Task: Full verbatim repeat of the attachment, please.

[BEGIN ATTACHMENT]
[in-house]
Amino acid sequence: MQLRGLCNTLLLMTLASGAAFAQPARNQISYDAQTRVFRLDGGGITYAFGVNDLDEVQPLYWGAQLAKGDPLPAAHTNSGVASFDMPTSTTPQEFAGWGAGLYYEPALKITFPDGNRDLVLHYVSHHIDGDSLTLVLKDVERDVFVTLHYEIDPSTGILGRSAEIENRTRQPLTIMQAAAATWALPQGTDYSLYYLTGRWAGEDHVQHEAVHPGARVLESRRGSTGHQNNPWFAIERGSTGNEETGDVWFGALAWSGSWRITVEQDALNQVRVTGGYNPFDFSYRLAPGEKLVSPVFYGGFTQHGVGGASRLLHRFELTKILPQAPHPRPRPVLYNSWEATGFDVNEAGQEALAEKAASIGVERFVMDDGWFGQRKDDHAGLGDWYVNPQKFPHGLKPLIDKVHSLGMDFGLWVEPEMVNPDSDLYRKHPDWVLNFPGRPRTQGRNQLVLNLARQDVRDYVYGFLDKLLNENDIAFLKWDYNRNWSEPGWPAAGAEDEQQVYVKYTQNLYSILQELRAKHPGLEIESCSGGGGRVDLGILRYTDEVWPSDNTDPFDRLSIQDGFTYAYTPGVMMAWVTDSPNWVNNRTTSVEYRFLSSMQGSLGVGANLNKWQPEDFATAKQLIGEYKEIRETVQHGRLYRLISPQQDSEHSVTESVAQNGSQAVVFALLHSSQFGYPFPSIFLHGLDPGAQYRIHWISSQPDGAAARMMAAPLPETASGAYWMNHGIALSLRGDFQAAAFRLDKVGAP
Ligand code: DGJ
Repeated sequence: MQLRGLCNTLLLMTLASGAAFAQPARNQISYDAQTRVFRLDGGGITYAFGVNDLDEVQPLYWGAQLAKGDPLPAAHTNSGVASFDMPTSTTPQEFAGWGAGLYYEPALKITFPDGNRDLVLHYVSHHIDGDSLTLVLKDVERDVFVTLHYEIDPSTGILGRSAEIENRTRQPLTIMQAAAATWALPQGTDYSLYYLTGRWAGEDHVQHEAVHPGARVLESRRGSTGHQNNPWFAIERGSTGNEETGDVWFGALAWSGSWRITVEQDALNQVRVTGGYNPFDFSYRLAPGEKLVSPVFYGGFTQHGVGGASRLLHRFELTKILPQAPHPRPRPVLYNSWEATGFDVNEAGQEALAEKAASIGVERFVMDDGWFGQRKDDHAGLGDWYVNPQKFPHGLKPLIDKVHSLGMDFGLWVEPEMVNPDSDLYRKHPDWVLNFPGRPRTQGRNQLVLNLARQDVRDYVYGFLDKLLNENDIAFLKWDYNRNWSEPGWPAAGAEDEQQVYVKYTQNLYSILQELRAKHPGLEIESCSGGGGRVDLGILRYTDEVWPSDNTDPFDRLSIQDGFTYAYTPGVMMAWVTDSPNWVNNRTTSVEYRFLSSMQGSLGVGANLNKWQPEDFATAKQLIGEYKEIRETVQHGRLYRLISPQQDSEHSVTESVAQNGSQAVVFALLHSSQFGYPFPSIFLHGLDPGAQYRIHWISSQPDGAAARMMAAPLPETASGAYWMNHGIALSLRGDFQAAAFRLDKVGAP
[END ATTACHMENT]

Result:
[in-house]
Amino acid sequence: MQLRGLCNTLLLMTLASGAAFAQPARNQISYDAQTRVFRLDGGGITYAFGVNDLDEVQPLYWGAQLAKGDPLPAAHTNSGVASFDMPTSTTPQEFAGWGAGLYYEPALKITFPDGNRDLVLHYVSHHIDGDSLTLVLKDVERDVFVTLHYEIDPSTGILGRSAEIENRTRQPLTIMQAAAATWALPQGTDYSLYYLTGRWAGEDHVQHEAVHPGARVLESRRGSTGHQNNPWFAIERGSTGNEETGDVWFGALAWSGSWRITVEQDALNQVRVTGGYNPFDFSYRLAPGEKLVSPVFYGGFTQHGVGGASRLLHRFELTKILPQAPHPRPRPVLYNSWEATGFDVNEAGQEALAEKAASIGVERFVMDDGWFGQRKDDHAGLGDWYVNPQKFPHGLKPLIDKVHSLGMDFGLWVEPEMVNPDSDLYRKHPDWVLNFPGRPRTQGRNQLVLNLARQDVRDYVYGFLDKLLNENDIAFLKWDYNRNWSEPGWPAAGAEDEQQVYVKYTQNLYSILQELRAKHPGLEIESCSGGGGRVDLGILRYTDEVWPSDNTDPFDRLSIQDGFTYAYTPGVMMAWVTDSPNWVNNRTTSVEYRFLSSMQGSLGVGANLNKWQPEDFATAKQLIGEYKEIRETVQHGRLYRLISPQQDSEHSVTESVAQNGSQAVVFALLHSSQFGYPFPSIFLHGLDPGAQYRIHWISSQPDGAAARMMAAPLPETASGAYWMNHGIALSLRGDFQAAAFRLDKVGAP
Ligand code: DGJ
Repeated sequence: MQLRGLCNTLLLMTLASGAAFAQPARNQISYDAQTRVFRLDGGGITYAFGVNDLDEVQPLYWGAQLAKGDPLPAAHTNSGVASFDMPTSTTPQEFAGWGAGLYYEPALKITFPDGNRDLVLHYVSHHIDGDSLTLVLKDVERDVFVTLHYEIDPSTGILGRSAEIENRTRQPLTIMQAAAATWALPQGTDYSLYYLTGRWAGEDHVQHEAVHPGARVLESRRGSTGHQNNPWFAIERGSTGNEETGDVWFGALAWSGSWRITVEQDALNQVRVTGGYNPFDFSYRLAPGEKLVSPVFYGGFTQHGVGGASRLLHRFELTKILPQAPHPRPRPVLYNSWEATGFDVNEAGQEALAEKAASIGVERFVMDDGWFGQRKDDHAGLGDWYVNPQKFPHGLKPLIDKVHSLGMDFGLWVEPEMVNPDSDLYRKHPDWVLNFPGRPRTQGRNQLVLNLARQDVRDYVYGFLDKLLNENDIAFLKWDYNRNWSEPGWPAAGAEDEQQVYVKYTQNLYSILQELRAKHPGLEIESCSGGGGRVDLGILRYTDEVWPSDNTDPFDRLSIQDGFTYAYTPGVMMAWVTDSPNWVNNRTTSVEYRFLSSMQGSLGVGANLNKWQPEDFATAKQLIGEYKEIRETVQHGRLYRLISPQQDSEHSVTESVAQNGSQAVVFALLHSSQFGYPFPSIFLHGLDPGAQYRIHWISSQPDGAAARMMAAPLPETASGAYWMNHGIALSLRGDFQAAAFRLDKVGAP